I.T. Must Have a Seat at the Due Diligence Table
Reading time: 2 minutes
In the due diligence phase leading to a business combination, IT represents a key area that stands alongside finance, operations, and human resources in its importance to the success of a transaction. The CIO or IT director of a merging company should have a seat at the table from the earliest stage of negotiations.
As IT has become a major factor in a company’s operational and strategic success, so has its importance to its value. Consequently, IT can represent one of the biggest risks in an M&A deal.
Unfortunately, IT is not dealt with in many transactions until later in the process, when problems that could have been addressed earlier can stop a deal in its tracks. In those transactions, discussion about IT during negotiations frequently focuses on how data will be transferred to the new entity without examining other critical IT issues.
Licensing: A Critical Issue
Many large software companies have formal software audit programs to identify non-compliance with licensing agreements. In some cases, these audits have revealed non-compliance issues that resulted in demands for additional fees reaching the nine-figure range, numbers that are large enough to stop a business combination or impact valuation.
Besides the basic questions about the quality of data and the method of data transfer upon completion of the transaction, buyers should ask more probing questions during due diligence, and sellers must be prepared to answer them with documentation. Questions should include the following:
- Do you have an active software license management compliance program? Lack of consistent software license compliance management can result in a higher number of users than allowed under a license, as well as other costly violations.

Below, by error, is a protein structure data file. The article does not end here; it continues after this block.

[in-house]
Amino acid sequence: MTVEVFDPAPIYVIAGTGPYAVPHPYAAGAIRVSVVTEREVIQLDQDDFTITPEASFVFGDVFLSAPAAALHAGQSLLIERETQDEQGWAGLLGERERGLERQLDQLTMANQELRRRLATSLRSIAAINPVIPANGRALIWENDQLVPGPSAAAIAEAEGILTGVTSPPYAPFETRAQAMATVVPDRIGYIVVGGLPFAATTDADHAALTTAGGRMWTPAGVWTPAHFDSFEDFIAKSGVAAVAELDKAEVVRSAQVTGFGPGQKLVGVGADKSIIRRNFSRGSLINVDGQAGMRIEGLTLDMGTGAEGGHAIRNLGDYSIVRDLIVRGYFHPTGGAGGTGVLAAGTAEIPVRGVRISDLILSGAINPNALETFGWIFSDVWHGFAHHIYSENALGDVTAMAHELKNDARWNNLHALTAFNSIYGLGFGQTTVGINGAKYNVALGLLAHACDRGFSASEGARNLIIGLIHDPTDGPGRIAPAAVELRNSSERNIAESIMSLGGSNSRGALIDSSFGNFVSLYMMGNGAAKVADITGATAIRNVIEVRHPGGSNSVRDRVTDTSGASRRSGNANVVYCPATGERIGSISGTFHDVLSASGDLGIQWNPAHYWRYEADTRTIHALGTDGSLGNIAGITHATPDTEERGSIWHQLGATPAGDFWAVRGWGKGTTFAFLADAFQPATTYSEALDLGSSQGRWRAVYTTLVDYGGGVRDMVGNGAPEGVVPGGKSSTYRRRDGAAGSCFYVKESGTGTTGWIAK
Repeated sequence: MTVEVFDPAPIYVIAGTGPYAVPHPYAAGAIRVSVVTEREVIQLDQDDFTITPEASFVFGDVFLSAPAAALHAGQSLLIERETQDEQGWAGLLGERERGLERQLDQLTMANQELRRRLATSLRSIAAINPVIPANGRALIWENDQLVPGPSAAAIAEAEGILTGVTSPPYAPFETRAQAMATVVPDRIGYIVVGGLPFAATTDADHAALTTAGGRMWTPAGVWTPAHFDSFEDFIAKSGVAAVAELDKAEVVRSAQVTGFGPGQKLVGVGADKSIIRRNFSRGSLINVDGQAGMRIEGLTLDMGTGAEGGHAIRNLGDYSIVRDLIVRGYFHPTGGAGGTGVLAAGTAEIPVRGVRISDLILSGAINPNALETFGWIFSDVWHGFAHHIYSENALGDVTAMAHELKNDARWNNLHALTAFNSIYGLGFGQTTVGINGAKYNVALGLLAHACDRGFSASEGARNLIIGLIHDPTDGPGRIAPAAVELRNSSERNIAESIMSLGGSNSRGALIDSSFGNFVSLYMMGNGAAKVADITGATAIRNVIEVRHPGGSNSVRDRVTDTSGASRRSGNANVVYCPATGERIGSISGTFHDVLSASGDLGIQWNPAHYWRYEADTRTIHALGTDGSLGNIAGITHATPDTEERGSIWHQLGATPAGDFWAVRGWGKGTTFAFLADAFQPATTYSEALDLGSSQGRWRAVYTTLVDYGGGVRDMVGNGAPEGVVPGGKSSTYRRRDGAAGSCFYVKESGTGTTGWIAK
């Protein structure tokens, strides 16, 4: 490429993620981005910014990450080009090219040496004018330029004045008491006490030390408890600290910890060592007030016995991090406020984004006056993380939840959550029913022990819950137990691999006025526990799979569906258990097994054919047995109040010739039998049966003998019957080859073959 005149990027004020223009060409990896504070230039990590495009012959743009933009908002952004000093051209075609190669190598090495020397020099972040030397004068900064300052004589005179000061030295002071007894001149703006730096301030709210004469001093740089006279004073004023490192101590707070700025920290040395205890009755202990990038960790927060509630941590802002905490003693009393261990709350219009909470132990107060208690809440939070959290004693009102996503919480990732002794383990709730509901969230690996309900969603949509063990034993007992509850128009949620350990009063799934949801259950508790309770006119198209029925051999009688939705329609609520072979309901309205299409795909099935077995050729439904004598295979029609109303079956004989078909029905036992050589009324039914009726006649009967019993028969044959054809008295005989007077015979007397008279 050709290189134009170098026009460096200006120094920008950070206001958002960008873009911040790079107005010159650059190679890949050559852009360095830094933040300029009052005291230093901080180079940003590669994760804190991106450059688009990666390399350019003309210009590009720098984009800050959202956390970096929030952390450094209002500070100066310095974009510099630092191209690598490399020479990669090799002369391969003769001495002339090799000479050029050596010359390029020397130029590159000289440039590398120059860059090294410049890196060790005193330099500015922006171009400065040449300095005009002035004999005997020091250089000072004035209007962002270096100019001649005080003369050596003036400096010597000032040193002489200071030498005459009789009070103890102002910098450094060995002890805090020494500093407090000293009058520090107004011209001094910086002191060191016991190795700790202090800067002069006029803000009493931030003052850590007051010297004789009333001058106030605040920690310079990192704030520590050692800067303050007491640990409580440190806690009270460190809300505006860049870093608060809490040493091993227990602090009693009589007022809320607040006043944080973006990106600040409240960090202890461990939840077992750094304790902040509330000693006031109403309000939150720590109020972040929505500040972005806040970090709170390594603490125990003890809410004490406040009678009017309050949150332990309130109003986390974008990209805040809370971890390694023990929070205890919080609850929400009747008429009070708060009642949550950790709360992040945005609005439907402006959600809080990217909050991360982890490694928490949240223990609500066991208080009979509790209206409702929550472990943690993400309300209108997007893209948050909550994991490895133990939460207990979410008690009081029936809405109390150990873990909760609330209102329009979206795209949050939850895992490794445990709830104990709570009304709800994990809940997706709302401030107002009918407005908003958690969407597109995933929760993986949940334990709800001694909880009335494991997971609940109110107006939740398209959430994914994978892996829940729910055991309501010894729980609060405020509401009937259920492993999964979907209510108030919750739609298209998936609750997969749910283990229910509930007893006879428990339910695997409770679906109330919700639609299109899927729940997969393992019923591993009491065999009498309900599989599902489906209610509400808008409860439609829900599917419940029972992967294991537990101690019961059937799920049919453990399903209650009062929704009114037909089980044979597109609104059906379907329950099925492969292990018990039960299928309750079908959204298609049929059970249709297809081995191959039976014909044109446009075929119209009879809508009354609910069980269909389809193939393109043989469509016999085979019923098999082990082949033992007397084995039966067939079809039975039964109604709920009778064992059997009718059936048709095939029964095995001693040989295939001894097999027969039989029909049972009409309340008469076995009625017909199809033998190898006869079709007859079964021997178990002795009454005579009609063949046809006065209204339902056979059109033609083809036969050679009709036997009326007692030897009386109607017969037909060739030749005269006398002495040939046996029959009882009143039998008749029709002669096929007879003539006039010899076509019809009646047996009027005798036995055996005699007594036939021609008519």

- Are you using a software license management tool to track your use of third-party software? Many companies still are not using license management tools, and if the company you are considering is one of them, they may not comply with license agreements.
- Have you moved third-party software from your on-premises environment to a cloud platform? In some cases, moving software to the cloud can result in increased computing capacity that exceeds what is possible in the on-premises environment. If this is the case, software license agreements must be reviewed to determine if there is any non-compliance.
- Will this transaction result in an assignment of software licenses that violates any anti-assignment provisions of license agreements? Many software licenses prohibit assignment without payment of an assignment fee when the licenses are transferred from one entity to another.
Involve IT at All Phases of Due Diligence
To evaluate and resolve IT issues during due diligence, high-level IT personnel must be involved from the beginning, from the pre-signing phase through execution and post-closing.
We’re Here to Help
For more information about the role of IT due diligence, contact your JLK Rosenberger team member, call us at 949-860-9903, or click here to contact us. We look forward to speaking with you soon.